Government officials defended the decision, saying it was meant to encourage investment in the Kingdom and boost the national economy.
‘Children of Jordanian women married to non-Jordanians have been granted the same treatment and privileges to ease their lives. This decision is to encourage investment and will be in the interest of their families as part of the Jordanian society’, government officials have said.
But activists rejected the government’s justification and Naffa charged that, ‘there are always excuses in this case, such as wanting to protect the sovereignty of the country, but now they have opened the door to anyone who has money to obtain citizenship, but not the families of Jordanian women who are married to non-Jordanians.’ Priority should be given to women who are loyal to Jordan and who have raised their children to also be loyal to the state, Naffa argued. Individuals and entities who oppose granting citizenship to the family members of these women, particularly those with Palestinian husbands, say such a measure will only lead Israel to implement its ‘ultimate plan of creating a substitute homeland for Palestinians in Jordan’.
Government figures show that there are 88,983 Jordanian women married to non-Jordanians, mostly Gazans, with 355,932 children born within these families registered with the Civil Status and Passports Department. Palestinians, except Gazans, who became refugees after the creation of Israel on Palestinian land, and those who were living in the West Bank when it was occupied by Israel in 1967, have been granted Jordanian citizenship.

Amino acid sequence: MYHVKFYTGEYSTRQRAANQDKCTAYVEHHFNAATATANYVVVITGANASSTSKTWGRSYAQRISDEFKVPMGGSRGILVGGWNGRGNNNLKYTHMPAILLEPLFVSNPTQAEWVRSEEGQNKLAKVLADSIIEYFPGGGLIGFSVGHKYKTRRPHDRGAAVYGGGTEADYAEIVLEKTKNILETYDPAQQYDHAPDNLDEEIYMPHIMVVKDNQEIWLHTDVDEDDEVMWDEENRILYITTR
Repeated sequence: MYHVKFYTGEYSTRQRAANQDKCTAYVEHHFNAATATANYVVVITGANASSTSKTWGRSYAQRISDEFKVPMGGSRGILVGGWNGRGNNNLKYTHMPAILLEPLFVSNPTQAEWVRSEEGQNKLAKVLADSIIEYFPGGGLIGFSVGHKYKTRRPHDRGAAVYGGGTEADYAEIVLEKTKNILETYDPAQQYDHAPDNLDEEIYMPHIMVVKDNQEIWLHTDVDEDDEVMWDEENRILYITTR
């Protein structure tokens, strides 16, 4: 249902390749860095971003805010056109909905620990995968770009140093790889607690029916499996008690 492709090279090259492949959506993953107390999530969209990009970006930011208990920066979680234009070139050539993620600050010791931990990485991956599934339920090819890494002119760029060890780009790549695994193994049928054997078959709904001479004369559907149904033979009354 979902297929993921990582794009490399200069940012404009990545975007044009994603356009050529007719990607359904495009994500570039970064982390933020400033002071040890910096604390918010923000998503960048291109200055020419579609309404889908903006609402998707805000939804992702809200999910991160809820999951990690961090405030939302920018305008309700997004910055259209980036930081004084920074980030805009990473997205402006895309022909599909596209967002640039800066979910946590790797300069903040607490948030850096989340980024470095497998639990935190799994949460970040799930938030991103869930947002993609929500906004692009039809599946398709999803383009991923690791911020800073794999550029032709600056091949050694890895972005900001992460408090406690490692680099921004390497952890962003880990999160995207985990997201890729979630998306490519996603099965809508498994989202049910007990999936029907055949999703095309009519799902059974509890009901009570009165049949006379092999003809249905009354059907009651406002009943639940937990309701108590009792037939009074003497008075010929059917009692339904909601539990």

Depriving the families of Jordanian women of nationality means that they have to visit police stations every year to register themselves, among other daily life challenges such drivers’ licenses, work permits, enrolling at schools and universities and visiting health institutes.
Hundreds of family members of Jordanian women married to non-Jordanians continue to demonstrate to this day in the hope that the government will take the decision one day to grant them full citizenship rights.
The late Nimeh Habashneh, who is married to a Moroccan, and who is a mother of six children, spearheaded a campaign on Facebook in 2009 entitled ‘My Mother is Jordanian and her nationality is a right for me.’ Habashneh did not live to enjoy some of the privileges that were provided by the government in recent years, which have eased some of the challenges which her children and thousands of other young people in Jordan had endured on daily basis.
In February 2015, Habashneh, 56, lost her battle with cancer, following her husband who had passed away in 2006, also from cancer.
Habashneh had repeatedly claimed that ‘the government is treating women as half citizens by denying them this right, while Jordanian men can marry up to four foreign wives and give them and their children citizenship. The government has to decide whether we are full citizens or half citizens in this country. Nevertheless, I will never give up and will continue to demonstrate until all our demands are met by the government.’